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Hi--I just wanted to write you a note to let you know that I received the lovely fabric that I ordered from you. Thanks so much for all your help over the phone, and for the super quick shipping - I received the fabric only 2 days after I ordered it! I will definitely be shopping with you again. Thanks

Patti F. - Crystal Lake, Illinois

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Welcome to the QuiltHome Library

We are developing this library to be your resource for information regarding the world of quilting.  We will be continually adding more resources for your use.  Hopefully you will enjoy perusing the Library and feel compelled to add information that you think other quilters would find useful.  Please send any submissions to: Library@QuiltHome.com



We currently have the following resources:
Quilting Fabric - information regarding the quality and availability of quilting fabrics
Quilting Tips - simple tips to improve your quilting techniques
Quilting Glossary - definitions of quilting-related terms
Quilting Links - links to other good quilting references

Fabric Quality

″I try to work with the best 100% cotton fabrics available from my local quilt store.  These fabrics are the best available on the market.  If you are bargain hunting somewhere other than your quilt store, it is extremely  important to understand that the fabric might not be printed on the first quality greige goods (the raw fabric the design is printed on).  This may not seem important when you are first trying to establish your stash, but it can cause serious problem down the road.  When the fabric is not top quality, all your hard work may be in vain.  The quilt might fall apart right before your eyes or stretch and distort, making piecing difficult.  This disaster would be due to a lesser thread count (fewer threads per inch) and improper processing.  In some classes I′ve taught, students have become quite frustrated because the bargain fabrics they brought in would not behave or piece together willingly.  A lot of hard work goes into making a quilt, and your time is worth using the best products available.  I would rather have five pieces of high quality fabric than twenty pieces of lesser quality.″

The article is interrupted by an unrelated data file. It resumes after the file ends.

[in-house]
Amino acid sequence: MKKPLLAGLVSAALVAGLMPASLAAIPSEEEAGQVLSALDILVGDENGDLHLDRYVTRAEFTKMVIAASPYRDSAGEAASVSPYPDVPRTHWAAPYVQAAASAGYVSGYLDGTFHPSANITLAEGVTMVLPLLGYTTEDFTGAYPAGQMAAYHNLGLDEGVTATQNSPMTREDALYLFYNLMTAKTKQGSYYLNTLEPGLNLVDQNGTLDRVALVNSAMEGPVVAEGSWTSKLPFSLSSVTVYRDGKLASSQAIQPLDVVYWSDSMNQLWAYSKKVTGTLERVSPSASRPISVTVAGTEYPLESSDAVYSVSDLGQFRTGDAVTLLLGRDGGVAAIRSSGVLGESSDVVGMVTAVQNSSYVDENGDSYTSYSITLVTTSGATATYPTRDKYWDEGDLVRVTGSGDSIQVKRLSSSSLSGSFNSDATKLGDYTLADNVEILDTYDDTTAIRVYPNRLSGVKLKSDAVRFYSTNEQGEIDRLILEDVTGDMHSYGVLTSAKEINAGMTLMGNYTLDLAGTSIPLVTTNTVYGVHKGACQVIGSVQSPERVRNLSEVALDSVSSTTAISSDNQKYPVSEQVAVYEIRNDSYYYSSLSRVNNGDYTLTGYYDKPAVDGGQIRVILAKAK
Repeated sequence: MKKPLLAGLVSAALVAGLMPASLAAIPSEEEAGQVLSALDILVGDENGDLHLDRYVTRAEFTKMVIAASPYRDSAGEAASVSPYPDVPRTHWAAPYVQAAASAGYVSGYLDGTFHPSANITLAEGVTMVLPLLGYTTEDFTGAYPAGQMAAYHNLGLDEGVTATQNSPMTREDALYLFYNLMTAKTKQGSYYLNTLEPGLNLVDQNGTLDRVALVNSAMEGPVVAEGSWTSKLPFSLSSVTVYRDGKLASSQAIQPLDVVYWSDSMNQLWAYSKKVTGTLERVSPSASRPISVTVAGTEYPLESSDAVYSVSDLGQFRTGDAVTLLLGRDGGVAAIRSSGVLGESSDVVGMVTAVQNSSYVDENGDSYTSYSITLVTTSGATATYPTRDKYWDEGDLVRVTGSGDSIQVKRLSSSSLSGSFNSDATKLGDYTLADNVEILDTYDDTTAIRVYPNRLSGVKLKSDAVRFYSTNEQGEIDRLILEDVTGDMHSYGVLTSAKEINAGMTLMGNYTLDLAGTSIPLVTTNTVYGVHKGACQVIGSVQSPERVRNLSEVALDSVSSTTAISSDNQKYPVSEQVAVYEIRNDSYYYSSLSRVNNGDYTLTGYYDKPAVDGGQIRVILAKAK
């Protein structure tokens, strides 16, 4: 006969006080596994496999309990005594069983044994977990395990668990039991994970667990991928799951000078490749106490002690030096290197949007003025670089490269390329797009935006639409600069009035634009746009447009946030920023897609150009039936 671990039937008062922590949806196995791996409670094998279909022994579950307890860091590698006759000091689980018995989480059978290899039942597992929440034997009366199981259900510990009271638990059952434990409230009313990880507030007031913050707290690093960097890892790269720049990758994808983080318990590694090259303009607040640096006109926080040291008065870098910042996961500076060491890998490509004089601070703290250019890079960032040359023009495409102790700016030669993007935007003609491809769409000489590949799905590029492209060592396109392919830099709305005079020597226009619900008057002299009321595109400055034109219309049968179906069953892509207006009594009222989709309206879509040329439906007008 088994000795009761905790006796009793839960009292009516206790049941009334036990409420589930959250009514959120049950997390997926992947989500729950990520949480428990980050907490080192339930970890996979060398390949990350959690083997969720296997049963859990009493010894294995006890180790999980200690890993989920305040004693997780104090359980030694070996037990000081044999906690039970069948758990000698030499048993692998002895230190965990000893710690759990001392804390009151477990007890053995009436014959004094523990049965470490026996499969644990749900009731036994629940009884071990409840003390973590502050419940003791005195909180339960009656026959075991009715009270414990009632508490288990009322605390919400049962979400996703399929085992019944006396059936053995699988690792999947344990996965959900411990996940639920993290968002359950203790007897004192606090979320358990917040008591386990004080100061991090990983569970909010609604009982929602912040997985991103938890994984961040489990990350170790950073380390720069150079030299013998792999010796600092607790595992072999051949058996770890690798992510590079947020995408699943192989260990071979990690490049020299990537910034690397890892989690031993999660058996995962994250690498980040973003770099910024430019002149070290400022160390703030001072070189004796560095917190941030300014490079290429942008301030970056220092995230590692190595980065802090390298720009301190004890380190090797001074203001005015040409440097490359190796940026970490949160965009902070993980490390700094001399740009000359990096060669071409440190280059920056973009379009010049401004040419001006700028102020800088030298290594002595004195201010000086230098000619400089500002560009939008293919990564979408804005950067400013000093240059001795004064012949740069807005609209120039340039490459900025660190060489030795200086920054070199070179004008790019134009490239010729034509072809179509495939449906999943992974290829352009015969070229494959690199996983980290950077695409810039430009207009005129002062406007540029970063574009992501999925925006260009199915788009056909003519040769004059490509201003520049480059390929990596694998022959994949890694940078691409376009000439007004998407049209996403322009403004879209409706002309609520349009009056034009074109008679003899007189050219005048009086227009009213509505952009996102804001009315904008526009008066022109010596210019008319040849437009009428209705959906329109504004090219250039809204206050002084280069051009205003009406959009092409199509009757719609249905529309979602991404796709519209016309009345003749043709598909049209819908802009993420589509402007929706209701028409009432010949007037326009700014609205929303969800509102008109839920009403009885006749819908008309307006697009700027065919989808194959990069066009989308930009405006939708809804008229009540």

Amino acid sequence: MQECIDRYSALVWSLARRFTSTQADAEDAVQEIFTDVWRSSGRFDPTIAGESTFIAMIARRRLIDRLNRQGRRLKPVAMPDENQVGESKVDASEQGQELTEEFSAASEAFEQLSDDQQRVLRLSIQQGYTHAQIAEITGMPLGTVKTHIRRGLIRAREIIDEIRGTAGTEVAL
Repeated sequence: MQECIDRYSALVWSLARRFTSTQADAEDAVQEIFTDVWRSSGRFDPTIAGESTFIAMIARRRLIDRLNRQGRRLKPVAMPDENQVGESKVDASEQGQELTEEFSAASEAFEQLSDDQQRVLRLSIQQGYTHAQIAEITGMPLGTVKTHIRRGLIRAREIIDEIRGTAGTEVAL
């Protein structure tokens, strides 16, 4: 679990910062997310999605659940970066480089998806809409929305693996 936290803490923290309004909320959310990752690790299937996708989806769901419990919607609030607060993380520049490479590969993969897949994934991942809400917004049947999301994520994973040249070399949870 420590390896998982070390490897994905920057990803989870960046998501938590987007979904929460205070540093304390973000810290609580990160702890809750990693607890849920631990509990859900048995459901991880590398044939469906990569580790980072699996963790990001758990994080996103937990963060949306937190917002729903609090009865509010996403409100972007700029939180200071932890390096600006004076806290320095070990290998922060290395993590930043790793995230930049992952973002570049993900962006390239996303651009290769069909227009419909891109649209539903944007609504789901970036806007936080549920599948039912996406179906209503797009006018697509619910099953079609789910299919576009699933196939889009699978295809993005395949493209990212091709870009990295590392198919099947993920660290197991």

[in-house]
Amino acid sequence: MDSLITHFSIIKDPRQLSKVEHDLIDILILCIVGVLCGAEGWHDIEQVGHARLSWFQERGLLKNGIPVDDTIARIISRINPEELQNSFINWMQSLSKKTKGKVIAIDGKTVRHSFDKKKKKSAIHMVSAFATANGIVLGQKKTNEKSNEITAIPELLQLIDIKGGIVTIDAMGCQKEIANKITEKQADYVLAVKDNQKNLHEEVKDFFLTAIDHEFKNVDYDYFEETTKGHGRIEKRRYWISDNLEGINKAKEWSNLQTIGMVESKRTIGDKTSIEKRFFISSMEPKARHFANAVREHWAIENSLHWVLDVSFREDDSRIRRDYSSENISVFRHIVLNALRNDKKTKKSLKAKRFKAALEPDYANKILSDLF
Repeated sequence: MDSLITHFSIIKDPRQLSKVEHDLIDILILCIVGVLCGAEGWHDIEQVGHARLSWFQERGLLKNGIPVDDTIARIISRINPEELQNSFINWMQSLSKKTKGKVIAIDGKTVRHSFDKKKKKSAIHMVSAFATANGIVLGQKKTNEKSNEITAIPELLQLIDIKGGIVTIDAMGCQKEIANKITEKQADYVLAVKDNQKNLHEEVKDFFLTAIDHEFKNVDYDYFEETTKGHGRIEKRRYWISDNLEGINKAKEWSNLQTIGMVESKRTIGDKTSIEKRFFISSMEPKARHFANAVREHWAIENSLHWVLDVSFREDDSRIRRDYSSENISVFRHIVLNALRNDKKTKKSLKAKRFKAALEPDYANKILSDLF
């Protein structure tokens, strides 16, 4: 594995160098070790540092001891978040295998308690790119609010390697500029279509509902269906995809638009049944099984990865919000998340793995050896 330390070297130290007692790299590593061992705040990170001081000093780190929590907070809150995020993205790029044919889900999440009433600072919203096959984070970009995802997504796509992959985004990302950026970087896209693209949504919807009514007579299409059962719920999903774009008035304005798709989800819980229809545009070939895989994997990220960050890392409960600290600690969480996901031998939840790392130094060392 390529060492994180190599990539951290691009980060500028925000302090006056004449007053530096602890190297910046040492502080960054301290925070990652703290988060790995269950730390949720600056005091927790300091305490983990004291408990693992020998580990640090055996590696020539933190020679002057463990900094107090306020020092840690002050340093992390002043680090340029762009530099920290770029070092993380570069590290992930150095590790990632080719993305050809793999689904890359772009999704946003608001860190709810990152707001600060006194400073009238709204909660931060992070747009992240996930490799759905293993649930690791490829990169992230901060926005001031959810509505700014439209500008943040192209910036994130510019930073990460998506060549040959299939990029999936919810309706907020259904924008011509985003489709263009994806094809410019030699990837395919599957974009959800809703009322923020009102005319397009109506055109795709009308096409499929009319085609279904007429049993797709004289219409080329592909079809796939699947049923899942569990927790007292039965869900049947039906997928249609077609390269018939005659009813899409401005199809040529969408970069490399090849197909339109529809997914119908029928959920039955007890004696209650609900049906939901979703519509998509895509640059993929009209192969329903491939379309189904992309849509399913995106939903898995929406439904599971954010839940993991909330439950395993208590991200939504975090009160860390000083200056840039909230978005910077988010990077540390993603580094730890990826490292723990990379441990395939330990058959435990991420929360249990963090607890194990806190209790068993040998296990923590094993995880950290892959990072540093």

Fabric Shopping with Alex Anderson

The Difference Between Chain Store Fabrics and Quilters′ Grade Fabrics

I′m often asked, "Is there really any difference between the printed cottons found in chain stores for $2.99 to $5.99 per yard and those found in quilt shops and the best mail order catalogs for $7.99 to $9.99?" You bet there is!

Premium brands start with high quality greige (gray) goods. Premium greige goods have a thread count of at least 60 by 60 threads, and most have thread counts higher than "60 square." Higher thread counts produce a silkier hand, less bearding when quilted, longer fabric life and better printing definition.

Most chain store cotton prints are made from less expensive greige goods that have 60 square construction or less. In chain stores, 60 square construction is considered to be the benchmark of high quality.

In addition to thread count, fabric quality is also determined by the diameter of the yarns used, the size of the cotton filaments and the length of the cotton staple. Although premium raw materials are more expensive and add to the final price you pay, you get a far superior finished product.

Premium brands typically make use of a higher number of screens (the number of colors used in the print) and more complex and sophisticated engravings. High screen counts and complex engravings require using slower and more exacting flat bed presses than the high speed rotary presses used by domestic printers for most chain store fabrics.